The revoltin’ developments keep coming for the Chester Rileys today and even the Jim Andersons are feeling not quite as smart as 60 years ago. So much so that there is lots of discussion of revolution, or absent that, complete collapse of the US empire, the US, the Western cultural dominance, the global economic system, or the ecology of Earth itself. The sense that things can’t go on like they’ve been going on is palpable.

So what does a revolution in the context of American politics look like? Are the models of historical revolutions still relevant to the United State and its political culture?

Garry Wills writes in Henry Adams and the Making of America:

Ours is not only the world’s oldest democracy (it can even be argued that we are the world’s first real democracy) but one of the the few governments that have not been overthrown by revolution or conquest. We are standing refutation that democracies are by nature unstable.

After so many “Where are the people in the streets?” blog posts, this assertion by Wills caught my attention. First of all, I find it an oversimplification. Wills’s book itself examines Henry Adams’s history of the War of 1812 in which the government of James Madison was not saved so much by democracy as by two large oceans and the complexity of imperial competition in Europe. But the persistence of any kind of regime for 224 years is quite a long run, Egypt, China, and Rome notwithstanding. Second, the argument of the US being a real democracy is still an unfulfilled promise. But Wills seems to be arguing that the US is democratic enough to avoid instability and regime change for a long period of time, whereas dictatorial republics of the post-Enlightenment period quickly were destroyed.

Wills continues:

What is it to have this new-old thing, a “revolutionary tradition”? If it is a tradition, its should preclude or evade the need for revolution. If it is still revolutionary, it should be fundamentally be remaking itself on a continuing basis.

Wills here introduces Joseph Schumpeter’s argument that in economics capitalism is also a revolutionary tradition. Wills here is referring to Schumpeter’s Captialism, Socialism, and Democracy, which was part of a movement to distance economics and other social sciences from Marxism while still attempting to incorporate the analysis of capitalism by Marx. And follows with:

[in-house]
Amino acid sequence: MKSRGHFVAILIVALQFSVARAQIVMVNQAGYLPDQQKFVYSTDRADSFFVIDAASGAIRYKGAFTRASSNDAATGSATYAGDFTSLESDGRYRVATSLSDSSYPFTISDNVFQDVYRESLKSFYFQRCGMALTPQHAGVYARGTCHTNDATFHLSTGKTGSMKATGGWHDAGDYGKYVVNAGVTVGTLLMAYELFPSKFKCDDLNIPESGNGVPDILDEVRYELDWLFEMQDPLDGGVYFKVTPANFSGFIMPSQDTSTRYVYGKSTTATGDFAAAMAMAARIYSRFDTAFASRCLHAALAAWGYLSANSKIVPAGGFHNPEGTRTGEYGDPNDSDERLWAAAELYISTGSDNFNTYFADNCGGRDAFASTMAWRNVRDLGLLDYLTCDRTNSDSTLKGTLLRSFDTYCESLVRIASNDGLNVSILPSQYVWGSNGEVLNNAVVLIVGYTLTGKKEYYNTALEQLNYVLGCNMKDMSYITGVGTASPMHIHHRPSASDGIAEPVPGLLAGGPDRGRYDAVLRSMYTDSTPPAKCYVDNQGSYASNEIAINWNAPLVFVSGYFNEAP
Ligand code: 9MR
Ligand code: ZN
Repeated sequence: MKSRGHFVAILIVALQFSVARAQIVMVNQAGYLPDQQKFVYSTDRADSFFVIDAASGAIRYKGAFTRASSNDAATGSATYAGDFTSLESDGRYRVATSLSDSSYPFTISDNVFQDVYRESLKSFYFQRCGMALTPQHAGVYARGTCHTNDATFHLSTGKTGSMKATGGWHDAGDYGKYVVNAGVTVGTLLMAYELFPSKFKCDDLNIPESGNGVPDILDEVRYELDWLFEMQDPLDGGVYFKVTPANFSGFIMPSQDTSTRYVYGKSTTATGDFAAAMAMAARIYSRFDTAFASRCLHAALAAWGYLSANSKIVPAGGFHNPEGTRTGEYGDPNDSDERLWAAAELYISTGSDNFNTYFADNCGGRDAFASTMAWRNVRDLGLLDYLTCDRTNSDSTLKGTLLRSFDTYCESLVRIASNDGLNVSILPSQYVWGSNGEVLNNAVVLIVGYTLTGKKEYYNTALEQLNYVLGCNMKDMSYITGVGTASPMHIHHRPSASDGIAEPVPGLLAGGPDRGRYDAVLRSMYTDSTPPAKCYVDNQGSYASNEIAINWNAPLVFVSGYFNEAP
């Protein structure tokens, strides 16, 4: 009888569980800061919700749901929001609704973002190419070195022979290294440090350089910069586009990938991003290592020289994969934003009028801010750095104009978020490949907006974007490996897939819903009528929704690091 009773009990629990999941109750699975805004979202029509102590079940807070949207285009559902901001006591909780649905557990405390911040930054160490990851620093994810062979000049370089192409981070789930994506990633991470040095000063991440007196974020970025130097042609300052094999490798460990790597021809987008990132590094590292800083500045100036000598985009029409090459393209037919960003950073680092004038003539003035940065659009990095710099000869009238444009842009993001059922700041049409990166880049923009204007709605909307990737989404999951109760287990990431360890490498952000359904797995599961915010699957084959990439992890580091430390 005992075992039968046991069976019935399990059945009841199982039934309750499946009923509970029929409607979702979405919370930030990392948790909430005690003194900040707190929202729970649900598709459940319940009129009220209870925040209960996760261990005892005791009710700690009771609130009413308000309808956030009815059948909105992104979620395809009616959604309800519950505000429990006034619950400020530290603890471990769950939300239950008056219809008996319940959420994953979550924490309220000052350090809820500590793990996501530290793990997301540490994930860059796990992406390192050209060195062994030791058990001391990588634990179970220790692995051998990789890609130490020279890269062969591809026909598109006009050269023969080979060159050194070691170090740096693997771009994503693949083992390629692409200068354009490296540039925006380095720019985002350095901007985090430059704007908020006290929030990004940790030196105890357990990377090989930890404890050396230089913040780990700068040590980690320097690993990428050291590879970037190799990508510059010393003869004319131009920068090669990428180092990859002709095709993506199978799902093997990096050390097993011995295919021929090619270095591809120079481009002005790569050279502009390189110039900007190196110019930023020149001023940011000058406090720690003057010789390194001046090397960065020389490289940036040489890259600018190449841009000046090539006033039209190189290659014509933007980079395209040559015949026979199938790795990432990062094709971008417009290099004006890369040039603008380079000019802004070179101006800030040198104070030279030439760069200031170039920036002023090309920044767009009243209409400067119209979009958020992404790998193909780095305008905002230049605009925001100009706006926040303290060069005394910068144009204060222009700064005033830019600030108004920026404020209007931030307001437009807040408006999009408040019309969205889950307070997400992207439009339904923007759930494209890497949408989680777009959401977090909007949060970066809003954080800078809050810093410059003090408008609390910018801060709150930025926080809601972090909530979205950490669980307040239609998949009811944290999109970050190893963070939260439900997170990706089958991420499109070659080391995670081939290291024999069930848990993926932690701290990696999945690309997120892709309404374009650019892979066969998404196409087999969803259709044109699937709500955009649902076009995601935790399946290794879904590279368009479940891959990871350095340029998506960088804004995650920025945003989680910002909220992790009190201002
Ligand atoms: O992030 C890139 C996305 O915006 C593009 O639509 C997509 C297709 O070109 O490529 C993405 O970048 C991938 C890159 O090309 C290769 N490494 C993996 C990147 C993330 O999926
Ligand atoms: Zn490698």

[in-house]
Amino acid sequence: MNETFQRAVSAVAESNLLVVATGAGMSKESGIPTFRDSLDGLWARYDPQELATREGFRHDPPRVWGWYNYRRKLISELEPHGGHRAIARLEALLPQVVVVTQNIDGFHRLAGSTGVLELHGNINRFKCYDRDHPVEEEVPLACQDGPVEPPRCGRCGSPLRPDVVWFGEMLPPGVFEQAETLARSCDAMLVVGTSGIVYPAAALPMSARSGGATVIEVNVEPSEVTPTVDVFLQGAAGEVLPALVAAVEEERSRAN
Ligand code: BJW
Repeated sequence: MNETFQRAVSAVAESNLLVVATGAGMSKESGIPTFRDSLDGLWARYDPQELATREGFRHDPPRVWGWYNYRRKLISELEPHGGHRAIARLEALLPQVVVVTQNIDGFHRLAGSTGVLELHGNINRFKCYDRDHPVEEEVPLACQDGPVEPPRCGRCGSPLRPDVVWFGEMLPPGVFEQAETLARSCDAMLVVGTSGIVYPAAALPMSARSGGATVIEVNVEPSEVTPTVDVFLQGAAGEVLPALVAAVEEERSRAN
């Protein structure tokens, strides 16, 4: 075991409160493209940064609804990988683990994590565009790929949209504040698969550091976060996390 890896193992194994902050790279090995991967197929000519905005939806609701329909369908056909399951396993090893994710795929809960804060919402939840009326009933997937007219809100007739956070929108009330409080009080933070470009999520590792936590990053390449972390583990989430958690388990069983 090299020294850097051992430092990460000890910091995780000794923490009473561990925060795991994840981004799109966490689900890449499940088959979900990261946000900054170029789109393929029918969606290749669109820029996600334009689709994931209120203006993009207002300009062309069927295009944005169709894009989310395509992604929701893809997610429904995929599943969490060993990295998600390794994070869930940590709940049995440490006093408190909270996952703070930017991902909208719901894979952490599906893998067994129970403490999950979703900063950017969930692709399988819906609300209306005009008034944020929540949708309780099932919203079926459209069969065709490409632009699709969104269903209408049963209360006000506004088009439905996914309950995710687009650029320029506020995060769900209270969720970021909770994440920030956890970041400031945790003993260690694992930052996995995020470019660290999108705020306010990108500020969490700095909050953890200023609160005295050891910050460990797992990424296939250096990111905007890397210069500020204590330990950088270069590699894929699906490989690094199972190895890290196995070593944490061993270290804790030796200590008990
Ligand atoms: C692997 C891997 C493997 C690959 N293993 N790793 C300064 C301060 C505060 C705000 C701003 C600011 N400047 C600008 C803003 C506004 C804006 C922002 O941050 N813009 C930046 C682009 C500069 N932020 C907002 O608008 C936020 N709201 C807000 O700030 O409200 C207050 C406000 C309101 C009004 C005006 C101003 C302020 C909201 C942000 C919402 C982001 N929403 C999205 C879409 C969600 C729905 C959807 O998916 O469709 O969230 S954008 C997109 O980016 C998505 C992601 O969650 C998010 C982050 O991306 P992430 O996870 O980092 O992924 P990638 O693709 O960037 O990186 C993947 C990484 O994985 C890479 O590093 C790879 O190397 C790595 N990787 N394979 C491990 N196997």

Nonetheless some of those defending the capitalist system insist that it is not only in the Constitution but in the “original intent” of the Founders. That is the seal of approval endlessly sought. We feel that we not only honor but need the Founding Fathers. Without that we become illegitimate children.

Wills goes on later:

A Cryptographic Engineer Looks at the Latest NSA Reports

By: TarheelDem Friday September 6, 2013 6:24 am
NSA Seal

A cryptographer analyzes the latest NSA revelations.

On September 5, the Guardian, the New York Times, and ProPublica reported on NSA’s programs to defeat any and all encryption.  There has been a lot of response, in particular a call from Bruce Schneier for engineers to take back the internet. Matthew Green, a cryptographer and research professor at Johns Hopkins University, has a brief overview of what the articles reported.

The gist of it is:

NSA has been doing some very bad things. At a combined cost of $250 million per year, they include:

  1. Tampering with national standards (NIST is specifically mentioned) to promote weak, or otherwise vulnerable cryptography.
  2. Influencing standards committees to weaken protocols.
  3. Working with hardware and software vendors to weaken encryption and random number generators.
  4. Attacking the encryption used by ‘the next generation of 4G phones‘.
  5. Obtaining cleartext access to ‘a major internet peer-to-peer voice and text communications system’ (Skype?)
  6. Identifying and cracking vulnerable keys.
  7. Establishing a Human Intelligence division to infiltrate the global telecommunications industry.
  8. And worst of all (to me): somehow decrypting SSL connections.

All of these programs go by different code names, but the NSA’s decryption program goes by the name ‘Bullrun’ so that’s what I’ll use here.

I said some time ago in a comment in the context of StuxNet that the world’s most cybervulnerable nation should not be running around being the first and most aggressive to use offensive cyberwarfare against the internet of things. Especially since a family’s experience with a wayward baby monitor has exposed “The Terrifying Search Engine That Finds Internet-Connected Cameras, Traffic Lights, Medical Devices, Baby Monitors And Power Plants.”

A Citizen’s Proposal: Presidential Commission on National Intelligence and Counter-Terrorism

By: TarheelDem Monday June 10, 2013 5:57 am

The Electronic Frontier Foundation and others have called for the creation of a commission like the Church Commission to investigate allegations of para-Constitutional but legal use of mass surveillance on US citizens.  The Church Commission actually had a broader mandate and so should any current commission.

This proposal seeks the most practical way to honestly and truthfully deal with allegations that have arisen against national intelligence and counter-terrorism operations of the US government.

Composition:
Senator Ron Wyden, Chair
Senator Johnny Isakson
Senator Amy Klobuchar
SenatorJohn Hoeven
Rep. John Conyers
Rep. Walter Jones (NC)
Rep. Keith Ellison
Rep. Mark Amodei

Scope:
The Commission shall investigate all allegations of extra-Constitutional and para-Constitutional action in US intelligence and counter-terrorism activities since the the Church Commission was impaneled.